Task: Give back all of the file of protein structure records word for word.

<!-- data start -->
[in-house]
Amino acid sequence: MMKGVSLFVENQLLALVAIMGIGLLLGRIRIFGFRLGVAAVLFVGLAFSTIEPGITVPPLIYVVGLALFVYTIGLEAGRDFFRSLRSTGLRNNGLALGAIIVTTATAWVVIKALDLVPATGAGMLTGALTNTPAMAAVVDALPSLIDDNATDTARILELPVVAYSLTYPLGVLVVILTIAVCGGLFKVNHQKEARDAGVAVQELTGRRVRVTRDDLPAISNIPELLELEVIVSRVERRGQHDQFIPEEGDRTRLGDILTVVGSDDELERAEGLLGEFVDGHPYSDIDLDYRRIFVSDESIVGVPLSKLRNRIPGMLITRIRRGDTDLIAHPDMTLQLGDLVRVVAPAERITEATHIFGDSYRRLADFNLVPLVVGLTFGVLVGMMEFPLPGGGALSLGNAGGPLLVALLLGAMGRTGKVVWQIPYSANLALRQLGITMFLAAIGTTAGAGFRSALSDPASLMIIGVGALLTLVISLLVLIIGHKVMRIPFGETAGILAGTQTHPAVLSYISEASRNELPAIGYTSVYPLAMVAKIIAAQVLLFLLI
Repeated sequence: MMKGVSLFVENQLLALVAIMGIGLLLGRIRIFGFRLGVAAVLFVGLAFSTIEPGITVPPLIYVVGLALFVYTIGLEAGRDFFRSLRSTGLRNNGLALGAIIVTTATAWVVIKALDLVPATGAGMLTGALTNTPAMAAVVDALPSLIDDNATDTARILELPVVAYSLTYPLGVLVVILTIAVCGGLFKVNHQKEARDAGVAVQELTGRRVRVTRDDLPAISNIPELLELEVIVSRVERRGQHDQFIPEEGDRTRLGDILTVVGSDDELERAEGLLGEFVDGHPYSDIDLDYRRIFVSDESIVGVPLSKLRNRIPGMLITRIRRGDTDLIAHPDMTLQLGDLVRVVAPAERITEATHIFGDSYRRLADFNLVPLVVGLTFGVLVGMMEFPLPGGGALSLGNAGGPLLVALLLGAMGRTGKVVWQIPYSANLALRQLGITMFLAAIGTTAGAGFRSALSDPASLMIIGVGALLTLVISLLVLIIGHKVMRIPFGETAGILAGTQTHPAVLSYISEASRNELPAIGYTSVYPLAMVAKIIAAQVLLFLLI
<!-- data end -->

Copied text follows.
[in-house]
Amino acid sequence: MMKGVSLFVENQLLALVAIMGIGLLLGRIRIFGFRLGVAAVLFVGLAFSTIEPGITVPPLIYVVGLALFVYTIGLEAGRDFFRSLRSTGLRNNGLALGAIIVTTATAWVVIKALDLVPATGAGMLTGALTNTPAMAAVVDALPSLIDDNATDTARILELPVVAYSLTYPLGVLVVILTIAVCGGLFKVNHQKEARDAGVAVQELTGRRVRVTRDDLPAISNIPELLELEVIVSRVERRGQHDQFIPEEGDRTRLGDILTVVGSDDELERAEGLLGEFVDGHPYSDIDLDYRRIFVSDESIVGVPLSKLRNRIPGMLITRIRRGDTDLIAHPDMTLQLGDLVRVVAPAERITEATHIFGDSYRRLADFNLVPLVVGLTFGVLVGMMEFPLPGGGALSLGNAGGPLLVALLLGAMGRTGKVVWQIPYSANLALRQLGITMFLAAIGTTAGAGFRSALSDPASLMIIGVGALLTLVISLLVLIIGHKVMRIPFGETAGILAGTQTHPAVLSYISEASRNELPAIGYTSVYPLAMVAKIIAAQVLLFLLI
Repeated sequence: MMKGVSLFVENQLLALVAIMGIGLLLGRIRIFGFRLGVAAVLFVGLAFSTIEPGITVPPLIYVVGLALFVYTIGLEAGRDFFRSLRSTGLRNNGLALGAIIVTTATAWVVIKALDLVPATGAGMLTGALTNTPAMAAVVDALPSLIDDNATDTARILELPVVAYSLTYPLGVLVVILTIAVCGGLFKVNHQKEARDAGVAVQELTGRRVRVTRDDLPAISNIPELLELEVIVSRVERRGQHDQFIPEEGDRTRLGDILTVVGSDDELERAEGLLGEFVDGHPYSDIDLDYRRIFVSDESIVGVPLSKLRNRIPGMLITRIRRGDTDLIAHPDMTLQLGDLVRVVAPAERITEATHIFGDSYRRLADFNLVPLVVGLTFGVLVGMMEFPLPGGGALSLGNAGGPLLVALLLGAMGRTGKVVWQIPYSANLALRQLGITMFLAAIGTTAGAGFRSALSDPASLMIIGVGALLTLVISLLVLIIGHKVMRIPFGETAGILAGTQTHPAVLSYISEASRNELPAIGYTSVYPLAMVAKIIAAQVLLFLLI